Carolina’s experienced a lot of change in 2010. At the beginning of the year, Florida restaurateur Joseph Meloy purchased the operation from the Crew Carolina group. In the fall, former executive chef Jeremiah Bacon was recruited away by Oak Steakhouse, and his longtime sous Jill Mathias was promoted to become Carolina’s new executive chef.
Mathias has inherited quite a culinary legacy. Starting in 1953, the low pink building at 10 Exchange St. was home to Perdita’s, once the jewel of Charleston fine dining, with a handwritten French menu that highlighted fresh local seafood. In the 1980s, the location transformed into Carolina’s, and “Mama Rose” Durden ran the show for close to two decades, bringing an Asian flair to Lowcountry seafood. The restaurant was purchased by Crew Carolina in 2004, and a few years later Bacon arrived back home from New York to take over as executive chef. While keeping the elegant old touches and a continuity with some of the classic dishes, Bacon established a strong farm-to-plate sensibility and reinvigorated Carolina’s reputation by championing ultra-fresh, line-caught fish.
The good news for Carolina’s loyalists is that, from the decor to the menu, little has changed under the new leadership, at least so far. The drink menu, for example, still offers two of downtown’s better signature cocktails: the raspberry-tinged Perdita’s Punch and the bourbon-based Exchange Street cocktail. The shrimp and crabmeat wontons ($13), a longtime fixture on the appetizer menu, are still around, too. The two big knots of wontons are fried golden brown and very crispy. The paste of shrimp and crabmeat tucked away inside is deliciously creamy, and the layer of yellow Key lime ginger aioli and the sweet red pepper coulis that decorate the plate round out a solid appetizer.
Pork belly with braised cabbage and a gastrique appeared regularly on Bacon’s menus, though the stewed cannellini beans over which they’re now served seem a new addition. The “crispy pork belly” ($11) seems a bit of a misnomer, since the meat is not crispy at all. It’s a rich but mildly flavored slab, and along with the mild white beans and the soft-braised cabbage, the flavors are a little too muted and understated. A single, tiny pickled red onion offered a lone bit of bright color and a wonderfully bright flavor, too, that left me wanting many more.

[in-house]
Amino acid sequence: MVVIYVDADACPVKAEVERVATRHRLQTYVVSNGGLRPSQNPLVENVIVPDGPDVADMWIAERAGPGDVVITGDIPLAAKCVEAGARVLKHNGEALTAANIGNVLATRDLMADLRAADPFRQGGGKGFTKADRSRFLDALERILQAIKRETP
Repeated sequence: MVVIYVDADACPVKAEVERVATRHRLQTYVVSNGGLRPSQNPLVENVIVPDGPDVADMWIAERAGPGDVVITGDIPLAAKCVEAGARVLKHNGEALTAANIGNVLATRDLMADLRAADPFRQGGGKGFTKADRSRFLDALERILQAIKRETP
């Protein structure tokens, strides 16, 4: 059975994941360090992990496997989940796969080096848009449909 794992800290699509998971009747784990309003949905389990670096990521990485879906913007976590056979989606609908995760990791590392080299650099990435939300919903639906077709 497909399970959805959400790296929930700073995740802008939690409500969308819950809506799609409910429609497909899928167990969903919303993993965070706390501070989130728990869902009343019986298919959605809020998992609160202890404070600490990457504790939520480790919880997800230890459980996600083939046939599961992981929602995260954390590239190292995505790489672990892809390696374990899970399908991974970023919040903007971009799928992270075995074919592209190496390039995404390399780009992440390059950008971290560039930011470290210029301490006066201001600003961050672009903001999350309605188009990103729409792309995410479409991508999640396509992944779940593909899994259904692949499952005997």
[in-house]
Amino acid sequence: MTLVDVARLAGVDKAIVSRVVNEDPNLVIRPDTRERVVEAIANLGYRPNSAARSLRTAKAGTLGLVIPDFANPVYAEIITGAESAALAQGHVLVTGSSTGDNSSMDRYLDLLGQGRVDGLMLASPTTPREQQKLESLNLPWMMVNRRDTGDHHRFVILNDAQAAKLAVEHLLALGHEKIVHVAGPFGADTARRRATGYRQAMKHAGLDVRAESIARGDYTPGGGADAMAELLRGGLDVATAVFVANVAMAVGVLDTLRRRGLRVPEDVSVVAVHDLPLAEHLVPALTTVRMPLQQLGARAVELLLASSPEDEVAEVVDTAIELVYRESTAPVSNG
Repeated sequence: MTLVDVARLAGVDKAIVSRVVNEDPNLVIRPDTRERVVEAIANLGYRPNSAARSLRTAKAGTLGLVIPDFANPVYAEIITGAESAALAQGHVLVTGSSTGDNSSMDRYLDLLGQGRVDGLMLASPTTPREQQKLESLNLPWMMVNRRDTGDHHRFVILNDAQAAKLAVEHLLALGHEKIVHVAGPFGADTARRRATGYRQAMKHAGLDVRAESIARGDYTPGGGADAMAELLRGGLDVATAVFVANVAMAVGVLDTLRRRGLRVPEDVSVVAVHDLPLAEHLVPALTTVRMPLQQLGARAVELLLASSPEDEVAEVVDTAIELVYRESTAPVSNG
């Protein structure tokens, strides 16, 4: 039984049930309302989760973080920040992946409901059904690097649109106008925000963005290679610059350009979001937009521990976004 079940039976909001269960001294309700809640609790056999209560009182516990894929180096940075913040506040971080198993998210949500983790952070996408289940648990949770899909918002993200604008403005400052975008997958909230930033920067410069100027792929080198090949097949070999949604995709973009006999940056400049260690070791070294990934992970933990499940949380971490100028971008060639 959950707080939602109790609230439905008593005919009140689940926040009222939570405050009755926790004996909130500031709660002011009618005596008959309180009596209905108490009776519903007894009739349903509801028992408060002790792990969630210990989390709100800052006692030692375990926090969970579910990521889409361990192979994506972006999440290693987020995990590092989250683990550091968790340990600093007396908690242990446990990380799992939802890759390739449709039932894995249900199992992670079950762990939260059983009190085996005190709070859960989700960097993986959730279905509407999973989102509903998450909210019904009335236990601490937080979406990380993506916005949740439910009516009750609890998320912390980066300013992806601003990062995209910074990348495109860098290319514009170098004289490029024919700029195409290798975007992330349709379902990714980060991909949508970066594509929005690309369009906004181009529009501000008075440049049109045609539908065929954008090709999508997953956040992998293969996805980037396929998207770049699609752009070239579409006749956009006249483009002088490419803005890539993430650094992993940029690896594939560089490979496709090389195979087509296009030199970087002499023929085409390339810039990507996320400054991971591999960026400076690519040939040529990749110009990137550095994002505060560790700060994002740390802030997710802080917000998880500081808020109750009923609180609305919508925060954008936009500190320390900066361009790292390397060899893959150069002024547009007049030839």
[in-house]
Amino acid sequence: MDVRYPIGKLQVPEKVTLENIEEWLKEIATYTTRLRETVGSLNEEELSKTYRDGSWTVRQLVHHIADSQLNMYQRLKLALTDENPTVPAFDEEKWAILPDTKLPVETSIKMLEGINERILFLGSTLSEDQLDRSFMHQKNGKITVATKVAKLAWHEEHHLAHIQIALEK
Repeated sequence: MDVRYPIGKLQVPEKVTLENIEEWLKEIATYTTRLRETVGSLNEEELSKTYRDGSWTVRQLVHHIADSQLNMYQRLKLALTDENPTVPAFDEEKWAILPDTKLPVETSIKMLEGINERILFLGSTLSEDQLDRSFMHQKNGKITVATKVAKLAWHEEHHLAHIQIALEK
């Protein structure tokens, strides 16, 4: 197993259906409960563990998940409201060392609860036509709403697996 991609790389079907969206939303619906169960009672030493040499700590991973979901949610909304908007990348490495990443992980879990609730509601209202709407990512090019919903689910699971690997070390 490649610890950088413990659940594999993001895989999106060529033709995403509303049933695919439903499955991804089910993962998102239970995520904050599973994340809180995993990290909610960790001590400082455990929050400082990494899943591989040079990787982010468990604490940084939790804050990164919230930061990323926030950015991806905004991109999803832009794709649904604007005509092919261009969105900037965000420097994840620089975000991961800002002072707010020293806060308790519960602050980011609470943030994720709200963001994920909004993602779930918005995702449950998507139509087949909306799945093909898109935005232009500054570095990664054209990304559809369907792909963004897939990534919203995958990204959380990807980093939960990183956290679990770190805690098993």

Perhaps the best of the appetizers is the Capers Island clams with chorizo and a fortified wine sauce ($14). The round, brown-striped clams are as tender and briny as they are beautiful, and the slightly spicy chorizo is a spot-on complement. The sprinkling of sautéed red onion strips, raw green onion, and tiny red tomatoes (from local hydroponic grower Kurios Farms) provide a sharp, sweet punctuation. The shells are immersed in a rich, butterscotch yellow broth that is sweet from the fortified wine and rich from the clams. It’s simply a magnificent dish and a beautiful combination of local produce and shellfish.
Mathias maintains Carolina’s minimalist presentation style, which one might describe as “small pile of food way over on the side of a big white plate.” Bacon established a menu where the same basic entrées — two or three local fish, a housemade pasta, roasted free-range chicken, a rib-eye or hanger steak, and the requisite shrimp and grits — are rotated with a varying set of accompanying vegetables and sauces. Mathias has kept this pattern, and from the layout of the menu on the page to the combination of proteins and locally sourced vegetables, it’s all reassuringly familiar. The execution, unfortunately, is somewhat inconsistent, and there often seems to be an element that doesn’t quite fit.
Wide strips of housemade pappardelle pasta ($27) are tossed with pork confit and sofrito and topped with a mound of arugula. The tender pasta and silky pork couldn’t be better, though the heavy garlic blast of the sofrito seems a little too much for an otherwise delicate dish.